I might have a look at ours, we're at 68,000km, and the car's around 3.5 years old. Will post with results.
07-07-2009, 07:56 PM
Ok, had a look at one of the front row plugs. Didn't look too bad, a little bit of carbon crust, that came off with carb cleaner. The gap was near the upper limit, but still ok. I reinstalled with a very thin coat of anti-seize on the threads.
For anyone thinking of doing this, you very likely will need to pull off the black steel cowl and bottom of windshield trim piece, to get at the back row of plugs. Unless you you have some sort of flexible extension. Even then I think it's worthwhile: it would be very difficult to get a torque wrench on with the cowl in place.
So, I've just left it for the weekend. It's almost supper time and I don't want to start something I might not be able to finish tonight. I've posted some info on cowl removal on my valve check thread, here:
The cowl removal is not too difficult, but not something you'd want to do that often. It's also more-or-less manditory for checking the valves, which is one practical reason why the two services are together in the maintenance instructions.
BTW: Regarding the plastic trim piece at bottom of windshield that I'm suggesting to remove, it has 3 push-in fasteners at it's front edge. The first time I removed that piece it literally took me longer to get those fasteners out intact, than the rest of the removal. They're the kind that have expansion tabs that open up on the far side of the hole they're pushed through. They are near impossible to remove without breaking. I ended up leaving them off for a while, and then I replaced them with some comparable diameter black nylon nuts and bolts (license plate bolts) I had on hand.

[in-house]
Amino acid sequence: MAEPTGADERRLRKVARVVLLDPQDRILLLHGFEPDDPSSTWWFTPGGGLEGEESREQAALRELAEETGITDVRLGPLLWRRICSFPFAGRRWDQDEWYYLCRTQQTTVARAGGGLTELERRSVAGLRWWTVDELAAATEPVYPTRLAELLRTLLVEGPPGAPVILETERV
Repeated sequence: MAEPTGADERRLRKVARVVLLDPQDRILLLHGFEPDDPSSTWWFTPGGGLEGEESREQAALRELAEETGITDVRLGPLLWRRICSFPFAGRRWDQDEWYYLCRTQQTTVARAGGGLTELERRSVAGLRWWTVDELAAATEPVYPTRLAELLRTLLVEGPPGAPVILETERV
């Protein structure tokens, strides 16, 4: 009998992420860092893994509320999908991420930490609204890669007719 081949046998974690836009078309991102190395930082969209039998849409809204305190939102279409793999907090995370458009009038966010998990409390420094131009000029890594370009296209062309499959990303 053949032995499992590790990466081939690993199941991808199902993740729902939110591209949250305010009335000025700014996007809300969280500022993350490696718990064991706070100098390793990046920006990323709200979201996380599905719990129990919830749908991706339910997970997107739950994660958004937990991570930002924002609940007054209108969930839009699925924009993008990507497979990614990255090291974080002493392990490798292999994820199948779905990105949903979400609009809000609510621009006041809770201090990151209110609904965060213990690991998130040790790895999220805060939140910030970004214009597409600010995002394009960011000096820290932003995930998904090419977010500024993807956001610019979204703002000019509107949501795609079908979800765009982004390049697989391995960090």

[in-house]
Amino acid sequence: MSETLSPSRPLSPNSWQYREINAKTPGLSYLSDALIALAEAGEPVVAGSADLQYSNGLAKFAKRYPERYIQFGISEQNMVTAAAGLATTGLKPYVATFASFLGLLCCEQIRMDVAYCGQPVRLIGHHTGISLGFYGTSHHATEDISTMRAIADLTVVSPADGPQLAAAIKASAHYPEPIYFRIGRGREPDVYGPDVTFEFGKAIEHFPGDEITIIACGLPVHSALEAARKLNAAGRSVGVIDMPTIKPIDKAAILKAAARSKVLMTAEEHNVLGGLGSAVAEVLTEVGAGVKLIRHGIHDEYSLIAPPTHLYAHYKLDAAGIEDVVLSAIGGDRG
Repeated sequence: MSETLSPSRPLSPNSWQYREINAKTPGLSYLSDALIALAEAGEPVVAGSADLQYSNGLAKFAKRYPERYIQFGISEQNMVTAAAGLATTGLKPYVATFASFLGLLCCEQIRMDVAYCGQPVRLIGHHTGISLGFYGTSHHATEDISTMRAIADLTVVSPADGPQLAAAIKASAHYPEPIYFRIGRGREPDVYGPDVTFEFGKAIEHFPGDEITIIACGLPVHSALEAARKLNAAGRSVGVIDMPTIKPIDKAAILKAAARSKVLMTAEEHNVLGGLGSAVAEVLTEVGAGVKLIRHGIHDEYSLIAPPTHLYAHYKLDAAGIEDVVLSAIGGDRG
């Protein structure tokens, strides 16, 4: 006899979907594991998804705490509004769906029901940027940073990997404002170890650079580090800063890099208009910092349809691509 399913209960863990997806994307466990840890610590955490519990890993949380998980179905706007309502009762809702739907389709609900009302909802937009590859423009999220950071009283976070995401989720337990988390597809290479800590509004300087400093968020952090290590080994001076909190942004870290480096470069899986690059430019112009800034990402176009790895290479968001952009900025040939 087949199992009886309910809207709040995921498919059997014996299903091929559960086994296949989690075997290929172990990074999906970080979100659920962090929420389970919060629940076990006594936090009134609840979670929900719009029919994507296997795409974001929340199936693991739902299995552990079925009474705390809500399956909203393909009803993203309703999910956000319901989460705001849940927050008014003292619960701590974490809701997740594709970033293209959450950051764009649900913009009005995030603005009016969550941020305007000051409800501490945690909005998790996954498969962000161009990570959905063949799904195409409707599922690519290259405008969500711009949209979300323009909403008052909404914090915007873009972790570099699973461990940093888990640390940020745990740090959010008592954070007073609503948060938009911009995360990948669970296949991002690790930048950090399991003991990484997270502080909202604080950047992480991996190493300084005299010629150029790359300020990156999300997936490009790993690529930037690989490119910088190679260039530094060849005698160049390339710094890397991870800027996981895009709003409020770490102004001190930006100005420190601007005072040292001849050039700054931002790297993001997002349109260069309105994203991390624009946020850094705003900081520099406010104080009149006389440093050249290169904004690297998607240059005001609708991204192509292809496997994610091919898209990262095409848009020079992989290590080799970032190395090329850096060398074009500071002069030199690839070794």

07-08-2009, 08:01 AM
Mendel - how many miles are on your HCHII?
I will check the service manual tonight and see how they recommend to get to the back plugs
07-08-2009, 10:35 AM
Per above, around 68,000km. the one plug I pulled so far showed:
* flat topped center electrode, no rounding
* modest build up of carbon, tan colour
* gap near upper limit, but ok
* brown discoloration of the ceramic collar, for about the first 1/4" above the metal portion, looked like a little arcing path
All in all, looked good. I just like that thought expressed above re pulling them out for a check every couple of years, and relubing with a little anti-seize.
I have the service manual: there's no description on how to access back row of plugs. Similarly for Valve Check, the description is pretty terse, no mention of cowl removal, but believe me, it's necessity.
I just worked this out, it seems the only practical way to get in there. I found guidance about cowl removal in Honda's Block Heater install instruction, which you can find in the above link. Once you've done this cowl removal once or twice, I'd say inspection of sparkplugs would be a Saturday afternoon project, taking maybe 2~3 hours.
Also, what were they trying to sell you on, for 60,000k service? just curious.
07-08-2009, 12:49 PM
They sent me a letter and left a voice mail stating the 60k service is due, but no details so I will need to call them and ask. I am going there in 2 weeks for an alignment.
I'm guessing its the items on the 2005 HCHII service schedule:
Inspect Tie Rods/Suspension
Inspect / adjust drive belts
CVT Fluid (doesn't apply since I had it done at 58k)
Brake Fluid change (says change every 3 years)
I am doing the block heater mod before this fall, so I may check the plugs when I do that
07-08-2009, 01:06 PM
Sounds like typical dealership behaviour. They're not all bad, but I don't think they like the MM much, cramps their style ;)